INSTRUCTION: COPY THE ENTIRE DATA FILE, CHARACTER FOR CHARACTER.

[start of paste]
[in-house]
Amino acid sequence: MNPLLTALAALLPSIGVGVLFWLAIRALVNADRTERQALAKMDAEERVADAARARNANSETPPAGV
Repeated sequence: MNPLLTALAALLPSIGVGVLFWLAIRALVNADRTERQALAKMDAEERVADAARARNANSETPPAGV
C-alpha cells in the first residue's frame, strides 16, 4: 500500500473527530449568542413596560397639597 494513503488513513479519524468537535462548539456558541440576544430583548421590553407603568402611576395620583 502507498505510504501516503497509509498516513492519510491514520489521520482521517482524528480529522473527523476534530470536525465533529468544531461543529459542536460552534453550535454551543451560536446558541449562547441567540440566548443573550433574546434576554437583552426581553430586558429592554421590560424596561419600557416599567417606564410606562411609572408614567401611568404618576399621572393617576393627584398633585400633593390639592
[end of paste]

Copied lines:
[in-house]
Amino acid sequence: MNPLLTALAALLPSIGVGVLFWLAIRALVNADRTERQALAKMDAEERVADAARARNANSETPPAGV
Repeated sequence: MNPLLTALAALLPSIGVGVLFWLAIRALVNADRTERQALAKMDAEERVADAARARNANSETPPAGV
C-alpha cells in the first residue's frame, strides 16, 4: 500500500473527530449568542413596560397639597 494513503488513513479519524468537535462548539456558541440576544430583548421590553407603568402611576395620583 502507498505510504501516503497509509498516513492519510491514520489521520482521517482524528480529522473527523476534530470536525465533529468544531461543529459542536460552534453550535454551543451560536446558541449562547441567540440566548443573550433574546434576554437583552426581553430586558429592554421590560424596561419600557416599567417606564410606562411609572408614567401611568404618576399621572393617576393627584398633585400633593390639592